The final version of the collect listed is an improvement on the previous two—certainly if part of the purpose of liturgy is to enable worshipper participation in the drama of a church service. Bayliss, drawing from other studies, argues that the use of unfamiliar and/or polysyllabic words (words with more than three syllables, he clarifies) and long sentences prevents worshippers from truly engaging with the liturgy. ‘Liturgies that avoid both complex words and longer sentences (of more than 20 words) can be developed successfully,’ Bayliss concludes. I have no reason to doubt him.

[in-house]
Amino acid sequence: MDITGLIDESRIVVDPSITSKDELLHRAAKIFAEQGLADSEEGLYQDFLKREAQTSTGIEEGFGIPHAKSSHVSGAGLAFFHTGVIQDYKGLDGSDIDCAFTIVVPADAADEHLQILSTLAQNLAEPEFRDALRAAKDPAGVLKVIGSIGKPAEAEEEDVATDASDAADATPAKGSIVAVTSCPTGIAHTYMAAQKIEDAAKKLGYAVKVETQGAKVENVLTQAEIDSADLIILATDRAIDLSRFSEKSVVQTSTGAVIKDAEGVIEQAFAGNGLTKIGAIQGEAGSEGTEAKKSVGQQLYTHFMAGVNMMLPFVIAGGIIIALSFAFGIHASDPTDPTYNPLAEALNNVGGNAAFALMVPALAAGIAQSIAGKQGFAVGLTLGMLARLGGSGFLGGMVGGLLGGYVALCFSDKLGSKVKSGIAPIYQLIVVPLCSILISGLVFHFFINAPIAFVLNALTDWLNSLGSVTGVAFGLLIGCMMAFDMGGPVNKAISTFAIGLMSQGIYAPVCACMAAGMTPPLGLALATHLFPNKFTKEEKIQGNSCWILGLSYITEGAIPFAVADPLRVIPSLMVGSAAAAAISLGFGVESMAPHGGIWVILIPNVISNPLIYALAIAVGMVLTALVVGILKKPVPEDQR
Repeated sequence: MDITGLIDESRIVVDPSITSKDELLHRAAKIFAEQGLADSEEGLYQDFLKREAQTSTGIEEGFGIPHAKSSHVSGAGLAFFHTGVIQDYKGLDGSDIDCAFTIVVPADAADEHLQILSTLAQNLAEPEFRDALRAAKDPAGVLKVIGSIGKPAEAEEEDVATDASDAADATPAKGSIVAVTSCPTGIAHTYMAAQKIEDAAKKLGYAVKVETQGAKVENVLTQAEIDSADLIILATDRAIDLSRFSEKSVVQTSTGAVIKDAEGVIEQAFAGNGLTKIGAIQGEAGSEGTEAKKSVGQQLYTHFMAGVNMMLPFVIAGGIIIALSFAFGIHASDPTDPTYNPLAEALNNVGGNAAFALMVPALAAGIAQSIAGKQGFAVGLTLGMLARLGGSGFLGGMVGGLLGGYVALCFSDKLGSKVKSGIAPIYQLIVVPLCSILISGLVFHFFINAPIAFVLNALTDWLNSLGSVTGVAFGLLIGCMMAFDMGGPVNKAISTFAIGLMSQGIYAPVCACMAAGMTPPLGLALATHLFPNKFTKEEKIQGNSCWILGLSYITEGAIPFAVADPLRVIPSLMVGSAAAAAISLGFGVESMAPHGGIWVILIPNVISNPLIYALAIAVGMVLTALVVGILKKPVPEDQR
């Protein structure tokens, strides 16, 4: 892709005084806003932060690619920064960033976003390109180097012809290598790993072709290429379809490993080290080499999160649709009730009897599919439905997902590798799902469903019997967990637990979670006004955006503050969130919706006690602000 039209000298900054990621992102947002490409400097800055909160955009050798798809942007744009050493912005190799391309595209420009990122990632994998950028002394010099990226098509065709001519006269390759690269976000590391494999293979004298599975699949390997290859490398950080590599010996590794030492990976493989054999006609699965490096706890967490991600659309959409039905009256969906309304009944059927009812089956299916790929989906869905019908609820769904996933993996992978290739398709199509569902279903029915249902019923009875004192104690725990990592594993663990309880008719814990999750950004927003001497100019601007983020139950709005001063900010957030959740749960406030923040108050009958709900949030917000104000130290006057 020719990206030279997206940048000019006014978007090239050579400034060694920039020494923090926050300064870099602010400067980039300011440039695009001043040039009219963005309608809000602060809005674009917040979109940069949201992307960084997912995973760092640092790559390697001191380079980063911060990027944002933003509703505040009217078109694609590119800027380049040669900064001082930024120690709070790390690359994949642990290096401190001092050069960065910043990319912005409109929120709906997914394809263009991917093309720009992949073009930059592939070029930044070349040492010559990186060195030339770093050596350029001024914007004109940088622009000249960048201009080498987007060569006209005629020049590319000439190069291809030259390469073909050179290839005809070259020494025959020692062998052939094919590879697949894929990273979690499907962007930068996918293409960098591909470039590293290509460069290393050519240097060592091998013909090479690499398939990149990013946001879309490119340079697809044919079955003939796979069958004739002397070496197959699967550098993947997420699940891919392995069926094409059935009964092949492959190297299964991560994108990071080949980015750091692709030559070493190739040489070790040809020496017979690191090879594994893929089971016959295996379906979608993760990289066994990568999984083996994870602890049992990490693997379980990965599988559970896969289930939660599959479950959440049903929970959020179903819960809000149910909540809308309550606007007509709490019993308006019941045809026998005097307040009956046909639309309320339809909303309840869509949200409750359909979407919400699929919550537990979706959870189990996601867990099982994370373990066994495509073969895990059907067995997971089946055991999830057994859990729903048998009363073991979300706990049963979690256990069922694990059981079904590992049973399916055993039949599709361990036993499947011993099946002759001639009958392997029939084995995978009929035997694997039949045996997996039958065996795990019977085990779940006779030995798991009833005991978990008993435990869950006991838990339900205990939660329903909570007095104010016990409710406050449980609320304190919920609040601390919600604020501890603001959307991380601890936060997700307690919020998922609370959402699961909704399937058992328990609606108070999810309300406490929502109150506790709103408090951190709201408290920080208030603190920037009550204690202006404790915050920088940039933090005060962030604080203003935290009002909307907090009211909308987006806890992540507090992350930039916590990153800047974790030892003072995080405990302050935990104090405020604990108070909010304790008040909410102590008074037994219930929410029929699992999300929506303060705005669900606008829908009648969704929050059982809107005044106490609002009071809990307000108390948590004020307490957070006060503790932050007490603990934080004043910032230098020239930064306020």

It’s important here to recognise that Bayliss isn’t suggesting that liturgy be dumbed down; the absence of polysyllabic words or overly long sentences in liturgy doesn’t entail an unsophisticated theology. There will always be a need for theological explanation for those who aren’t content merely to say the words. Consider Bayliss’s version, which contains the phrase: ‘We ask this through Jesus Christ our Lord.’ This is a simply expressed statement pregnant with theological meaning: What does it mean to ask God something through Jesus Christ? Why do we ask God through Jesus Christ? What does it mean to say that Jesus Christ is our Lord and our Lord? Good theological insight can still work its way through simpler liturgy. There’s no need to employ multiclaused sentences, as though these are somehow more ‘spiritual’ than simple sentences. Is it really more spiritual to say, ‘We give you thanks, O Lord’ than to say, ‘Thank you, Lord’?